Pharmacy support for COPD patients is cost effective and improves medication adherence, according to findings published in the International Journal of Pharmacy Practice.
Community pharmacists’ support of chronic obstructive pulmonary disease (COPD) patients is cost effective and can improve adherence, according to research published in the International Journal of Pharmacy Practice.
Researchers from the United Kingdom observed 238 patients in 21 pharmacies in 1 geographical area of the UK who were recruited over a 10 week period in order to evaluate the effect of a community pharmacy based COPD service on patient outcomes. The researchers noted the UK government would like to see community pharmacists involved in COPD and other chronic disease management, and believe COPD would be a good starting point to evaluate a management program’s effectiveness.
There were 306 patients involved in the service, which consisted of posted signs about advertising smoking cessation services, therapy optimization, and recommendation to obtain a rescue pack which contained steroid and antibiotic to prevent hospitalization as a result of chest infection. The patients were observed over a 6 month period. Data was collected about clinical outcomes, patient self reported medication adherence, quality of life, and National Health Service (NHS) resource utilization.
The services implemented by community pharmacists improved patient medication adherence and was cost effective, the researchers found. Moreover, more than half of patients screened by pharmacies were identified as being at a higher risk of COPD. The researchers estimate that £264 million (410,365,560 USD) in lost productivity costs could be saved by diagnosing patients with COPD earlier. A secondary assessment showed that lifetime savings from smoking cessation would be an estimated £215 million (334,199,225 USD).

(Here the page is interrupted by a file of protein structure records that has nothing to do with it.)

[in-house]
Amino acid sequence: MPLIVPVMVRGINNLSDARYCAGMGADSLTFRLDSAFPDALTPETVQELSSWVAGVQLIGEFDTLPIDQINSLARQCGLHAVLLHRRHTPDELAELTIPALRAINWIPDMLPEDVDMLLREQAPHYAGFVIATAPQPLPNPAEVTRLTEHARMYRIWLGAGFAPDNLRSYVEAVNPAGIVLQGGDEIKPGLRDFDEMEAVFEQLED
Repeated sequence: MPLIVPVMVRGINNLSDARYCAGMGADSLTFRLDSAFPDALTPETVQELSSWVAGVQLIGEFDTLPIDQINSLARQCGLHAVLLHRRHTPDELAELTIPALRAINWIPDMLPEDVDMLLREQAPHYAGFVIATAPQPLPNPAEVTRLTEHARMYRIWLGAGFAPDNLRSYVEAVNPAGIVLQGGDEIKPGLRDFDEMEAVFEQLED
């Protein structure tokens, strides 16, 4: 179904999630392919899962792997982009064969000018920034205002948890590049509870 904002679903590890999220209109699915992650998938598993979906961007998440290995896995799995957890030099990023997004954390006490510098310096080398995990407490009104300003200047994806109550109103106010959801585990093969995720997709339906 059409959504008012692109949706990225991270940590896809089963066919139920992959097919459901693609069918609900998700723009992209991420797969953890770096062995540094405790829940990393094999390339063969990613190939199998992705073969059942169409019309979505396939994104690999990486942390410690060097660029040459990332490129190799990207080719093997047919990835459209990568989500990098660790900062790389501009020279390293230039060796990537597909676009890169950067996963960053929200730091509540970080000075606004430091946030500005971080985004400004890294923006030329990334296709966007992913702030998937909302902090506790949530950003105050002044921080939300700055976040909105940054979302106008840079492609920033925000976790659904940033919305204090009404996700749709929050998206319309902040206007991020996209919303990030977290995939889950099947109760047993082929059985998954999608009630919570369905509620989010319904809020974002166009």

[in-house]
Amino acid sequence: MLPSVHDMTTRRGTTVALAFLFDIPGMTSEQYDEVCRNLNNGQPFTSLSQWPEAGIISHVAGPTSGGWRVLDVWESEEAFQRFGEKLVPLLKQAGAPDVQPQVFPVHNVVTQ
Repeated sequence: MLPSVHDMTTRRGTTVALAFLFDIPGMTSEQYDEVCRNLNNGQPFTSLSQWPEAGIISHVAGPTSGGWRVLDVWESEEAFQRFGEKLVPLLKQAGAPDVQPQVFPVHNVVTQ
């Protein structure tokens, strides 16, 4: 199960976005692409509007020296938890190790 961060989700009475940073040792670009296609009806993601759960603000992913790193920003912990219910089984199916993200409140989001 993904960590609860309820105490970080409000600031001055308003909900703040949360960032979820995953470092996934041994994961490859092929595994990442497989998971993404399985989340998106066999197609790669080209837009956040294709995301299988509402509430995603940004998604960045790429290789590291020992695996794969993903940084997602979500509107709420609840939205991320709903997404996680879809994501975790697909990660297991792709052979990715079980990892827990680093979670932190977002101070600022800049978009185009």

In the group, there were 88 smokers identified, 39 percent of which declined cessation aid services, 18 percent utilized pharmacy based services, and 34 percent were referred to other cessation support. An additional 63 percent of the screened patients were offered lifestyle advice: 41 percent about smoking, 13 percent about diet and nutrition, 21 percent about physical activity, 7 percent on alcohol consumption, 5 percent on weight management, and 8 percent on other topics.
“Our evidence from this service evaluation shows that case finding of COPD patients by community pharmacy is possible. Targeted screening identifies one patient with moderately severe COPD risk for every two who are screened,” lead researcher David Wright, BPharm, PhD, explained in a press release. “A simple cost analysis based on the smoking cessation element alone suggests that providing the cost per patient screened is less than £400 (620 USD), then the service should be adopted by the NHS because the costs are less than the current model of doing nothing.”